But with the anarchy, there is also among the people an all-too-evident outpouring of pent-up rage against the Erdogan government not only for its gross mishandling of a preventable situation, but other, murkier reasons. The ‘Gezi Park Uprising’ targeted at saving trees is now inextricably linked to a variety of completely extraneous wobbles made by what is perhaps best described (paradoxically) as a wholly overconfident and even arrogant Erdogan government: the refugee crisis in southern Turkey due to the on-going civil war in Syria; the tentative peace deal with the Kurdish Workers Party after negotiations with its imprisoned leader, Abdullah Ocalan; and growing concerns about the disintegration of Iraq.
Domestically, the government apparently made a ‘historic-sensitivity’ error in naming the third Bosporus bridge (the one with the ‘Flora & Fauna’ crossing) after Sultan Yavuz Selim (‘The Grim’) who ruled the Ottoman Empire from 1512-1520, during which time the Ottoman janissaries brought the title of “Caliph” from Mecca to Istanbul. The problem is that while Selim’s memory is thus revered by Sunni Turks, it is equally loathed by the (quasi) Turkish Shi’ite minority known as Alevis, who comprise perhaps 20 percent of the population, and who would have preferred naming the bridge after one of their wine-drinking poets.
But what appears to have served as the real trigger for the anarchy, water-canons and tear gas on Taksim Square is a bill in Erdogan’s AKP-dominated parliament to restrict the sale of alcohol by banning its sale between the hours of 10 PM and 6 AM (and thus perhaps keep late night drunks out of places like Gezi Park).
“Everything he [Erdogan] does is part of his Islamic agenda to turn our country away from the West where Ataturk brought us, and have us return to our ‘friends,’ like the Arabs and the Muslim world,” snarled my hostess, echoing the sentiments of most secular Turks both in their disdain for Erdogan’s open devotion to Islam, as well as their own nearly religious devotion to the memory of Mustafa Kemal (Ataturk), the founder of modern Turkey in 1923.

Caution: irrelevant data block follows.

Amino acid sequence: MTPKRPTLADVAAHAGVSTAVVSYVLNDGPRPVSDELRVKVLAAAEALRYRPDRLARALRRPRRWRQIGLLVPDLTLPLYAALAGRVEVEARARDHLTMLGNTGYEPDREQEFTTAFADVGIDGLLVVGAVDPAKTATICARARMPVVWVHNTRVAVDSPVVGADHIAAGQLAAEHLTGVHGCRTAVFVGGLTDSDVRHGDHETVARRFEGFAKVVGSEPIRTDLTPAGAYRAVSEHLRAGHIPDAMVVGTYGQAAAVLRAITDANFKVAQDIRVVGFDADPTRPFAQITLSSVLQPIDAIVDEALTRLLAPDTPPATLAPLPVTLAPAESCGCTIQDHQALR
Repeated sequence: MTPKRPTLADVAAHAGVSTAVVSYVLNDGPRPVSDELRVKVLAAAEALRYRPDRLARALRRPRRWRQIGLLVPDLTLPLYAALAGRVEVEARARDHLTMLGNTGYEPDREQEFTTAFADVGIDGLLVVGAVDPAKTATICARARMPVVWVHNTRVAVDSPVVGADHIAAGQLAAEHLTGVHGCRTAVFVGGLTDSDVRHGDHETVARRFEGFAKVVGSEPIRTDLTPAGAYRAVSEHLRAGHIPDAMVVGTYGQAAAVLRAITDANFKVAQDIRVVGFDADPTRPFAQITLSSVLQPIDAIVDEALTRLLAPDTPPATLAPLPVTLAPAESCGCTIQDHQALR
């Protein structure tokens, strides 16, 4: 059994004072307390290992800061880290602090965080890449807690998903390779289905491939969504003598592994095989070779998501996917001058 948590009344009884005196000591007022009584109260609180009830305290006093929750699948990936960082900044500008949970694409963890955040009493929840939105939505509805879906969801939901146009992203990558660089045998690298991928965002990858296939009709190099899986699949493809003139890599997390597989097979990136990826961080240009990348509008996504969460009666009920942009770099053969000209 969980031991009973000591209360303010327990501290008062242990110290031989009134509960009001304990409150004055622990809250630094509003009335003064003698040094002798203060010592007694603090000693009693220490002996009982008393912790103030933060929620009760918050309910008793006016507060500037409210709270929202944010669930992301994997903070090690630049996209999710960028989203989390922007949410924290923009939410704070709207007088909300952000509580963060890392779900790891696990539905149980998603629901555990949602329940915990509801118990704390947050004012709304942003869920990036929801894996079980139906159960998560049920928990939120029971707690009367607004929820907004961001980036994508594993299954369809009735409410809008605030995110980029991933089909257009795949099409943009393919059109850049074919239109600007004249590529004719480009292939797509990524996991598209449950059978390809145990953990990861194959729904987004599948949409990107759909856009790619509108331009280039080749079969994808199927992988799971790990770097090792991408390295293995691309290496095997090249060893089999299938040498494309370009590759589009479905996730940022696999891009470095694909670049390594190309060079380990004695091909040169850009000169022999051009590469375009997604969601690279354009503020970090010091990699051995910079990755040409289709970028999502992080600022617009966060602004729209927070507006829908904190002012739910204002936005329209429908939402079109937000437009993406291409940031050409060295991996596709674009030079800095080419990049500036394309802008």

And when criticized for the No Booze Around Midnight law, Erdogan further infuriated his secular detractors with the following phrase:
“What two lushes want has nothing to do with religion, but only the law.”
The actual term he used was Ayyish, instead of the standard (and lighter) term Sarhosh, meaning ‘just a drunk.’
For the anti-Erdogan devoted Ataturkist secularists, this was a direct slur against the founder (known for his addiction to the Turkish version of pernot, called raki) to Ataturk’s comrade-in-arms Ismet Inonu, who was not even known as a drinking man—and the “two lushes” slur was immediately seized upon as an anti-Erdogan battle cry. When the first street battles between protestors and riot police ebbed long enough for the former to scrawl catchy phrases such as “Cut Four Trees and See What You Get, Tayyib”, “Fuck the AKP” and of course “Fascist Police.” Perhaps the most telling was the rather elaborate “We Are The Grandchildren of the Two Lushes,” coupled with “We drank your ayran and look where we fell.”
Erdogan had recently declared ayran—the yoghurt and water drink I had been sipping with Nihat Bey—the ‘national drink,’ a title previously claimed by Ataturk’s favored raki.
Then, late Saturday, June 1st, 2013, Erdogan blinked and (wisely) pulled his riot police off Taksim Square, leaving central Istanbul occupied by thousands of victorious protestors, celebrating their popular victory under a wide variety of (mainly leftist) political banners, but also including a wide spectrum of normal citizens either swept up by some gnawing sense of political dissatisfaction or simple disgust at the widely photographed excesses of the police. There was not a single uniformed cop in that entire area—a bizarre visual phenomenon for anyone who has ever visited Turkey, where gun-totting cops are everywhere.